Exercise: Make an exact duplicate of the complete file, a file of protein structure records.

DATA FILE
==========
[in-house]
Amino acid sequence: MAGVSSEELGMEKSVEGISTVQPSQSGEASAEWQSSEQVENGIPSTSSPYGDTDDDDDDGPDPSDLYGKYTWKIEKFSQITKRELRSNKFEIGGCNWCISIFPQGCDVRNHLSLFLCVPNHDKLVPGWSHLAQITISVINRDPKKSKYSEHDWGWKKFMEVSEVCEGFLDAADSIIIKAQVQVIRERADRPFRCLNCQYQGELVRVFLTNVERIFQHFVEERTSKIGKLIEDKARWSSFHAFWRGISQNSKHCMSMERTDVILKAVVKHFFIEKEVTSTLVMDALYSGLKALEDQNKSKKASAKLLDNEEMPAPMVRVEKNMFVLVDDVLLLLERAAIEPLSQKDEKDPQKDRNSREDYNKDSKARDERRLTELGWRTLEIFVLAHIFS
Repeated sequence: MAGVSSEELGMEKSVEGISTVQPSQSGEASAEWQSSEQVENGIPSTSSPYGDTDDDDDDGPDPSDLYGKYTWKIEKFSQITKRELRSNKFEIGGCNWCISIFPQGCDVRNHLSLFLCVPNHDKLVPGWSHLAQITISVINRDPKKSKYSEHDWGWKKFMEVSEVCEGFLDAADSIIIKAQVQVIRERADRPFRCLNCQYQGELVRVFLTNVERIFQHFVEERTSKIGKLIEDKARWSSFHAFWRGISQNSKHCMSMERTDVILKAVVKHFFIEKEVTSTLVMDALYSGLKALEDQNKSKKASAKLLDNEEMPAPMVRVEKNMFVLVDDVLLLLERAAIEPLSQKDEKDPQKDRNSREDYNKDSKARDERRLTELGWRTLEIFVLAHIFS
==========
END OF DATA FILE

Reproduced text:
[in-house]
Amino acid sequence: MAGVSSEELGMEKSVEGISTVQPSQSGEASAEWQSSEQVENGIPSTSSPYGDTDDDDDDGPDPSDLYGKYTWKIEKFSQITKRELRSNKFEIGGCNWCISIFPQGCDVRNHLSLFLCVPNHDKLVPGWSHLAQITISVINRDPKKSKYSEHDWGWKKFMEVSEVCEGFLDAADSIIIKAQVQVIRERADRPFRCLNCQYQGELVRVFLTNVERIFQHFVEERTSKIGKLIEDKARWSSFHAFWRGISQNSKHCMSMERTDVILKAVVKHFFIEKEVTSTLVMDALYSGLKALEDQNKSKKASAKLLDNEEMPAPMVRVEKNMFVLVDDVLLLLERAAIEPLSQKDEKDPQKDRNSREDYNKDSKARDERRLTELGWRTLEIFVLAHIFS
Repeated sequence: MAGVSSEELGMEKSVEGISTVQPSQSGEASAEWQSSEQVENGIPSTSSPYGDTDDDDDDGPDPSDLYGKYTWKIEKFSQITKRELRSNKFEIGGCNWCISIFPQGCDVRNHLSLFLCVPNHDKLVPGWSHLAQITISVINRDPKKSKYSEHDWGWKKFMEVSEVCEGFLDAADSIIIKAQVQVIRERADRPFRCLNCQYQGELVRVFLTNVERIFQHFVEERTSKIGKLIEDKARWSSFHAFWRGISQNSKHCMSMERTDVILKAVVKHFFIEKEVTSTLVMDALYSGLKALEDQNKSKKASAKLLDNEEMPAPMVRVEKNMFVLVDDVLLLLERAAIEPLSQKDEKDPQKDRNSREDYNKDSKARDERRLTELGWRTLEIFVLAHIFS